The contaminated buildings of the old Carter Carburetor plant on North Grand Boulevard are finally coming down.
The U.S. Environmental Protection Agency is overseeing the clean-up, which started in April 2014 with the removal of asbestos from the large CBI building. Earlier this year, contractors used dry ice to blast away indoor lead paint.
On Monday, demolition of the two-story Wilco building got underway. The CBI building will follow, with all above-ground work expected to be completed by next April.
This video, shot through the chain link fence that surrounds the Carter Carburetor site, shows the excavator removing pieces of the Wilco building, and a "dust boss" machine spraying water. Credit: Véronique LaCapra, St. Louis Public Radio
The EPA's on-scene coordinator, Jeff Weatherford, said because the buildings are contaminated with toxic substances such as polychlorinated biphenyls, or PCBs, crews won’t be using any wrecking balls or explosives. Instead, excavators with giant, jaw-like attachments are taking the buildings down piece by piece.
The process also involves a machine called a dust boss. "What is it is, is snowmaking technology that's been converted for the environmental field,” Weatherford said. “It sprays out a mist. So, any dust generated from the demolition gets knocked down, and it doesn't come out into the surrounding neighborhood.”
The EPA is responsible for monitoring the air around the site for dust and collecting air samples to test for PCBs.
“We’ve set our thresholds really low,” Weatherford said. If dust levels exceed the health threshold, email messages automatically go out, warning the EPA and others on the project that there’s a problem. “And if we get one of those warnings, we start looking at the situation, and there are several steps in that process, including shutting down work,” Weatherford said.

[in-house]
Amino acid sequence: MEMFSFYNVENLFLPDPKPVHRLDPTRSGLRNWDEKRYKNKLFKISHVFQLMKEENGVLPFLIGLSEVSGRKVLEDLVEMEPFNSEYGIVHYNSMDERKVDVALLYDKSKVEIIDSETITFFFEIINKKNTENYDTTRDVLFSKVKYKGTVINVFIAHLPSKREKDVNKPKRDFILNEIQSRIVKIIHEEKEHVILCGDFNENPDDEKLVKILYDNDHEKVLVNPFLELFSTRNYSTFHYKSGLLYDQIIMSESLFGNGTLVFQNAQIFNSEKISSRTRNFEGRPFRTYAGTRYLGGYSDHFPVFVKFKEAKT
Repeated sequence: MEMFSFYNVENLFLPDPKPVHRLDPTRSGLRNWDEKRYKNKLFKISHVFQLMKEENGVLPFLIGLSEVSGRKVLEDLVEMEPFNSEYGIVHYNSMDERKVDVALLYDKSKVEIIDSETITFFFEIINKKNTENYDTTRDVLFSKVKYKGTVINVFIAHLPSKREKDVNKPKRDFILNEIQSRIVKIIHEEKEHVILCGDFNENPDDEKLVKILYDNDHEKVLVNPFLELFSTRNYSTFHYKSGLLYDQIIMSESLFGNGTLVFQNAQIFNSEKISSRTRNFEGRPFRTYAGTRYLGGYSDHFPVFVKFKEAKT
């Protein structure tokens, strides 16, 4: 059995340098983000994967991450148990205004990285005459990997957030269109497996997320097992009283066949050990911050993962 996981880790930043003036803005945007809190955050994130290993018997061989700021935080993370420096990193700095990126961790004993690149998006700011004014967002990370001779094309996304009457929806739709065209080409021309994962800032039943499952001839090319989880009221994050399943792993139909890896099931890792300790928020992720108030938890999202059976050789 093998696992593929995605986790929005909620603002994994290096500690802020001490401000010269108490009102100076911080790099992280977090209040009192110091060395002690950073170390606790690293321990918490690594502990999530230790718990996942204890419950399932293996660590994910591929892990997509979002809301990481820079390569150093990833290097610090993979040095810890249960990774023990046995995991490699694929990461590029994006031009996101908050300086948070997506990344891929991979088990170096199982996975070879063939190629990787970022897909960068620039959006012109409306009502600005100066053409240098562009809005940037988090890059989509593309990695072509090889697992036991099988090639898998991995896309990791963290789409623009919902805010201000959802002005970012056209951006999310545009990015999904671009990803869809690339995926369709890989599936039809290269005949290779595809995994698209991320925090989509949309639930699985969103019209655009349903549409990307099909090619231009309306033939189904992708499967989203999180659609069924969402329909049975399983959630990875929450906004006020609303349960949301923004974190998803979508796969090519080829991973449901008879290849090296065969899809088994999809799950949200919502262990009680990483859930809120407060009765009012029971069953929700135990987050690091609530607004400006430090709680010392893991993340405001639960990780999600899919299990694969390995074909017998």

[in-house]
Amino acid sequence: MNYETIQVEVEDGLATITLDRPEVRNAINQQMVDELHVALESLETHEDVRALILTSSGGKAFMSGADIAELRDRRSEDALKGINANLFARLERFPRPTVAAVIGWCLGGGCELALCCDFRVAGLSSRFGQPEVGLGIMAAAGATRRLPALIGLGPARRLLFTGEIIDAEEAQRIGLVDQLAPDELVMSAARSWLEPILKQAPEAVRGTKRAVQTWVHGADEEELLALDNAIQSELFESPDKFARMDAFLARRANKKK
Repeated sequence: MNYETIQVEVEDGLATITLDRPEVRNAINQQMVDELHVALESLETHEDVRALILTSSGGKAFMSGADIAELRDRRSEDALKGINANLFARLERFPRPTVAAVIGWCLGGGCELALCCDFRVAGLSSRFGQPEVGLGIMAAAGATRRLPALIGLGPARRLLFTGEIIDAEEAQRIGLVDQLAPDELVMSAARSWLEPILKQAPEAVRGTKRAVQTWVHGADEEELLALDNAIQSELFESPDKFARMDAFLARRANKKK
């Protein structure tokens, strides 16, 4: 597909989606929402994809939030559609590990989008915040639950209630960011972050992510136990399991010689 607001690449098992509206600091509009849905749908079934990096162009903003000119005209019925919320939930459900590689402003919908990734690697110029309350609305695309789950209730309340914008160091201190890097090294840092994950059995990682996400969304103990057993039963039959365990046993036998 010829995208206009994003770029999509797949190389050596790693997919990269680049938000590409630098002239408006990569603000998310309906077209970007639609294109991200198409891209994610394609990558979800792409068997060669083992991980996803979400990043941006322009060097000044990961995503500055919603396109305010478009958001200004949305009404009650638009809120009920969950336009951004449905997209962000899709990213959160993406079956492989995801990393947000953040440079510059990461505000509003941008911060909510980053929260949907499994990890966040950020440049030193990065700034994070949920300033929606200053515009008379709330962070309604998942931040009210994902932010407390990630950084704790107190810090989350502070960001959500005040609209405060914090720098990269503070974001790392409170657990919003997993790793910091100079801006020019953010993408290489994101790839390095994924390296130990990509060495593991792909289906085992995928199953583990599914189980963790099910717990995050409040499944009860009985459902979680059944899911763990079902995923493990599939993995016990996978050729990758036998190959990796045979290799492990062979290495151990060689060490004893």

Tax dollars will pay for the EPA’s monitoring and oversight, but ACF Industries, Inc. — one of the former owners of the Carter Carburetor property — will foot the bill for most of the $26 million clean-up.
Another step of the remediation will involve removing PCB-contaminated soil from the Die Cast area. These days it looks like a parking lot because ACF Industries paid to tear down the Die Cast building in the 1990s so only the foundation remains. But before the plant closed in 1984, heat-resistant PCBs were used there as a hydraulic fluid in die casting, the process used to make the carburetor parts.
“You’re going to see a lot of truck traffic coming in here,” Weatherford said. “The contaminated material will go to a chemical waste landfill in Oklahoma. The non-contaminated and the lesser-contaminated material will go into the hole that’s dug when we remove the contaminated soil.”
Heather Loyd lives in the JeffVanderLou neighborhood and brought her three young children to watch the wrecking crew at work. “Since we home school, I thought, 'What a great opportunity for my kids to actually see what’s going on in their community as it’s actually happening,'” Loyd said. “We need the abandoned buildings gone, we need revitalization and things for the kids to do.”
Frederick Dunlap was also watching the demolition. He’s lived about a block away from Carter Carburetor for 20 years and said he’s glad to see it go. “I just hope it helps to bring more progress within this area, after this goes down,” Dunlap said. “It should change things. I hope so, anyway.”
He said the cleanup had been a long time coming. The plant closed in the mid-1980s and was designated as a federal Superfund site in 1992.
The EPA’s Weatherford said once the remediation is complete, the land will be clean enough for recreational use — but no homes will be allowed there, because some contamination could remain underground. “There will be no contamination on the surface, we’ll make sure of that,” Weatherford said.
Dunlap said he’d like to see a commercial development with a grocery store go up there. According to Weatherford, one plan under consideration would convert the area into a golf course that the neighboring Herbert Hoover Boys & Girls Club would use and help manage.
For science, environment and health news, follow Véronique LaCapra on Twitter: @KWMUScience